Considerations when using a database with a web application

Using databases with web apps is not much different than using them with desktop apps, but there are a few things to keep in mind. The most important change is that a web app allows multiple users. This means you'll want your database connection to be unique for each user that connects to the web app, rather than global to the app itself (as is common in desktop apps). The simplest way to ensure this is to create the connection to your database in the WebSession.Opening event handler, saving a reference to the connection as a property that you add to WebSession.

Here is an example. In the Session object, add this property:

DB As SQLiteDatabase

In the Opening event handler, connect to the database:

Var dbFile As FolderItem = New FolderItem("MyDatabase.sqlite")
DB = New SQLiteDatabase
DB.DatabaseFile = dbFile
Catch error As DatabaseException
  // Display an error page and log the error
  // You should not show specifics of the error to users
End Try

Although the above code is connecting to a SQLite database, you would use the same technique when you are connecting to a different database such as PostgreSQL or MySQL.

By having the DB property isolated to the session, you ensure that that database transactions are specific to each connected user's session and you reduce the risk of data being exposed to the wrong session.

Once you have your project set up like this, you can refer to the database like this:


So to retrieve data, you would do something like this:

Var rs As RowSet
 rs = Session.DB.SelectSQL("SELECT * FROM Person")
Catch error As DatabaseException
  // Save and log error in error.ErrorNumber and error.Message
  // You should not display specifics of the error to your users
End Try

For Each row As DatabaseRow In rs

Protecting your database from hackers with Prepared Statements

Whether you are using SQLite or another database server, to avoid a security risk called SQL Injection you should always use Prepared Statements with any SQL statements that have parameters supplied by user input. With Prepared Statements you supply the SQL statement and any user-provided data separately allowing the database engine to them determine if the data contains any SQL commands and reject it is that's the case.

The SelectSQL method has built-in support for Prepared Statements. However, there are two situations where they won't work. First, if you need to perform the same Select repeatedly (in a loop for example), then it's not efficient to use the Prepared Statements that are built-in to the SelectSQL method because your code would be setting them up every time it did a Select. The second would be if you need to access a special column type specific to a particular database engine. In either of these cases, use the Prepared Statement classes. They are a little more work to use but are far more efficient when quickly and repeatedly performing the same query over and over:

For example, to query the Person table for specific values you would use a PreparedStatement like this:

// Code for SQLiteDatabase
// SQL statement uses ? in place of parameters to be supplied later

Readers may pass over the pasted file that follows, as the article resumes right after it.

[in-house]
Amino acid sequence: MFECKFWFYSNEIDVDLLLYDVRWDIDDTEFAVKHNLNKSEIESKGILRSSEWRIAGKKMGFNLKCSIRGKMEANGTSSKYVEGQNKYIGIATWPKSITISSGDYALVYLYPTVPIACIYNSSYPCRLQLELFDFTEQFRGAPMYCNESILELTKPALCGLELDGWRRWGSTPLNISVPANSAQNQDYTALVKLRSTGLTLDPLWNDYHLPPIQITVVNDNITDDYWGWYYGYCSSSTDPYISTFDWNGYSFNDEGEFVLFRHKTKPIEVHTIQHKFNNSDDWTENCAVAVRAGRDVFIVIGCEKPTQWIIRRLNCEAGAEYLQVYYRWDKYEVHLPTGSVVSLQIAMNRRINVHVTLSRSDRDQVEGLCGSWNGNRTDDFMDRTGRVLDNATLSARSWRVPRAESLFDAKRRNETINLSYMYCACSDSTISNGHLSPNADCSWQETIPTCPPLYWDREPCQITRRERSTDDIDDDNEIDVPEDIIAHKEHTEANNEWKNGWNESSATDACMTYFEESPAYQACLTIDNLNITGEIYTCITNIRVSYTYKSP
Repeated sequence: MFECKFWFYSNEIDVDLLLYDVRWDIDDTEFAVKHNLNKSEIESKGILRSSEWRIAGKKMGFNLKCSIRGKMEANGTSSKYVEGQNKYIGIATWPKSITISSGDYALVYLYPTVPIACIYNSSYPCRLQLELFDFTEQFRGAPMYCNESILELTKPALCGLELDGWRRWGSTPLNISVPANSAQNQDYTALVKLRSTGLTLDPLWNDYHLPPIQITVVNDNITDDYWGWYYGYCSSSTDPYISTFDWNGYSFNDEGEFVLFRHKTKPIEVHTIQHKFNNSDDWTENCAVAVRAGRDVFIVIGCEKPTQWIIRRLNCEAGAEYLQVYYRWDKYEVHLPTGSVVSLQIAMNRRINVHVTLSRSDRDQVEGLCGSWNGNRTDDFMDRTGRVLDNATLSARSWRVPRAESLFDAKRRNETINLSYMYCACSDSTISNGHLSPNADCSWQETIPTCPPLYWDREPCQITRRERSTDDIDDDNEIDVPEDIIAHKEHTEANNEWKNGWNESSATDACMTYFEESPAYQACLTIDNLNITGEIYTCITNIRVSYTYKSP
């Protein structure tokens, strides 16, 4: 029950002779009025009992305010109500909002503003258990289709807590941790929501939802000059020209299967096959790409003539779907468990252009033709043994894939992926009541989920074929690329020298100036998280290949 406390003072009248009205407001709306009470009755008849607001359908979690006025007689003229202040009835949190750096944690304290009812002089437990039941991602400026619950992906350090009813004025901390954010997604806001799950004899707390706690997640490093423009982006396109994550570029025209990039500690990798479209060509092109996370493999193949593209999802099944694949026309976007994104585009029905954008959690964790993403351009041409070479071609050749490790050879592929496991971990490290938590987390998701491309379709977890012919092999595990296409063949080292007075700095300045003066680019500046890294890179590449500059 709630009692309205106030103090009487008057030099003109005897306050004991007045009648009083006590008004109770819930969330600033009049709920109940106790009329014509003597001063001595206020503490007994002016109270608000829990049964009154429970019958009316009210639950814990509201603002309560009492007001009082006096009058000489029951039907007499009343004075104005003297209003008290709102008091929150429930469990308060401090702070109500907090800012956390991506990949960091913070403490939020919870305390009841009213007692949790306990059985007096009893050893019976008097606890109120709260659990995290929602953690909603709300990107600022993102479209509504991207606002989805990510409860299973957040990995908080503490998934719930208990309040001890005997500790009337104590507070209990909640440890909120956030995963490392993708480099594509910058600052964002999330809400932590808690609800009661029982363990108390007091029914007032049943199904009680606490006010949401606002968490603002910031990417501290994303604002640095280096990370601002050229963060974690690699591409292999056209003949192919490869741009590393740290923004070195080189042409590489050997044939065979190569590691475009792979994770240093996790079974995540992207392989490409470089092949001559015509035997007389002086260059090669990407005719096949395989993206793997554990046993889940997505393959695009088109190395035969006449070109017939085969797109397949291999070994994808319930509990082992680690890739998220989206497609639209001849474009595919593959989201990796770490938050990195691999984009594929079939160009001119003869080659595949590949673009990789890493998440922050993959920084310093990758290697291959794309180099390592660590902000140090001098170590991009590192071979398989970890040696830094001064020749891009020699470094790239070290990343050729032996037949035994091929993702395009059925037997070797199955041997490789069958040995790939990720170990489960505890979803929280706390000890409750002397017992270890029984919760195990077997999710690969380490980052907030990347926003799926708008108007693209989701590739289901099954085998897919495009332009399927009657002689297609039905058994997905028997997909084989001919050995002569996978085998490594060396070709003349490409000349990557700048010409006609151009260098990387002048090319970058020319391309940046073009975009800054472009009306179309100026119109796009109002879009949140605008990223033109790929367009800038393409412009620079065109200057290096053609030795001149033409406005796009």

ps = Session.DB.Prepare("SELECT * FROM Person WHERE Name = ? AND Age >= ?")

ps.BindType(0, SQLitePreparedStatement.SQLITE_TEXT) // Name type
ps.BindType(1, SQLitePreparedStatement.SQLITE_INTEGER) // Age type

  Var rs As RowSet = ps.SelectSQL("john", 20) // values for parameters
  For Each row As DatabaseRow in rs
    MessageBox("Name: " + row.Column("Name").StringValue + _
      " Age: " + row.Column("Age").StringValue)
Catch error As DatabaseException
End Try

Using SQLite instead of a database server

SQLite is a file-based database and can be a great alternative to a database server for small to medium web sites that do not have a significant amount of database writing. Because SQLite is file-based, multiple users connected to your web app cannot write to the file at the same time. If your database writes are infrequent, short and fast this may never be a problem.

One way to help mitigate this is to enable Write-Ahead Logging by setting the SQLiteDatabase.WriteAheadLogging property to True for your SQLite database. This improves performance for database writes.

The When to Use section of the SQLite web site has this to say about using SQLite with web sites:

  • SQLite works great as the database engine for most low to medium traffic websites (which is to say, most websites). The amount of web traffic that SQLite can handle depends on how heavily the website uses its database. Generally speaking, any site that gets fewer than 100K hits/day should work fine with SQLite. The 100K hits/day figure is a conservative estimate, not a hard upper bound. SQLite has been demonstrated to work with 10 times that amount of traffic.

  • The SQLite website ( uses SQLite itself, of course, and as of this writing (2015) it handles about 400K to 500K HTTP requests per day, about 15-20% of which are dynamic pages touching the database. Dynamic content uses about 200 SQL statements per webpage. This setup runs on a single VM that shares a physical server with 23 others and yet still keeps the load average below 0.1 most of the time.


With SQLite, the database file exists on the database server alongside your web app (or in a related folder). Be sure that you have the correct permissions applied to the database file or you will not be able to save changes to it. For most Linux web servers, you will typically use "755" permissions, but this can vary depending on the server. When you are connected to the server, this can be done with a terminal command like this:

chmod 755 MyDatabase.sqlite

Learn more

To learn more about databases to use with web apps, refer to the topics below: